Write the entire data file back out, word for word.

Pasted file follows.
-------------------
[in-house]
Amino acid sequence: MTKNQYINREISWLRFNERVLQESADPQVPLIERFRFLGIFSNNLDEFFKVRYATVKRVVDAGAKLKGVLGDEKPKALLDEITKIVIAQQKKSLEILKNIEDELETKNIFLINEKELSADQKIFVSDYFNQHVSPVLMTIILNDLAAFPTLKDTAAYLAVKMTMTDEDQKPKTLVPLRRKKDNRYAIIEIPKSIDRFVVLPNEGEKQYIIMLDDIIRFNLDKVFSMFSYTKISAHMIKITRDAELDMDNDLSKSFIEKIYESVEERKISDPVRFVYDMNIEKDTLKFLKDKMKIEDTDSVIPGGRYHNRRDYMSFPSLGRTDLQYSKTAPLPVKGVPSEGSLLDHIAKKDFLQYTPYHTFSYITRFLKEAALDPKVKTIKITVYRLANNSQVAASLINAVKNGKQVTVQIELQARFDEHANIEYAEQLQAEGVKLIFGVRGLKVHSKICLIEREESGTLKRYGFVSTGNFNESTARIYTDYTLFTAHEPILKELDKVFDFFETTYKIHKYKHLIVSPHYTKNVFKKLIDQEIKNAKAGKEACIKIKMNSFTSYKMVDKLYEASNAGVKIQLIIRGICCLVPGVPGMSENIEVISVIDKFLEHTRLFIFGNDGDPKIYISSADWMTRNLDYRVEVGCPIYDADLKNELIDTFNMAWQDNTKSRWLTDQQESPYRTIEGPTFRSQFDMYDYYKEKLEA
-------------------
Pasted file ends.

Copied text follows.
[in-house]
Amino acid sequence: MTKNQYINREISWLRFNERVLQESADPQVPLIERFRFLGIFSNNLDEFFKVRYATVKRVVDAGAKLKGVLGDEKPKALLDEITKIVIAQQKKSLEILKNIEDELETKNIFLINEKELSADQKIFVSDYFNQHVSPVLMTIILNDLAAFPTLKDTAAYLAVKMTMTDEDQKPKTLVPLRRKKDNRYAIIEIPKSIDRFVVLPNEGEKQYIIMLDDIIRFNLDKVFSMFSYTKISAHMIKITRDAELDMDNDLSKSFIEKIYESVEERKISDPVRFVYDMNIEKDTLKFLKDKMKIEDTDSVIPGGRYHNRRDYMSFPSLGRTDLQYSKTAPLPVKGVPSEGSLLDHIAKKDFLQYTPYHTFSYITRFLKEAALDPKVKTIKITVYRLANNSQVAASLINAVKNGKQVTVQIELQARFDEHANIEYAEQLQAEGVKLIFGVRGLKVHSKICLIEREESGTLKRYGFVSTGNFNESTARIYTDYTLFTAHEPILKELDKVFDFFETTYKIHKYKHLIVSPHYTKNVFKKLIDQEIKNAKAGKEACIKIKMNSFTSYKMVDKLYEASNAGVKIQLIIRGICCLVPGVPGMSENIEVISVIDKFLEHTRLFIFGNDGDPKIYISSADWMTRNLDYRVEVGCPIYDADLKNELIDTFNMAWQDNTKSRWLTDQQESPYRTIEGPTFRSQFDMYDYYKEKLEA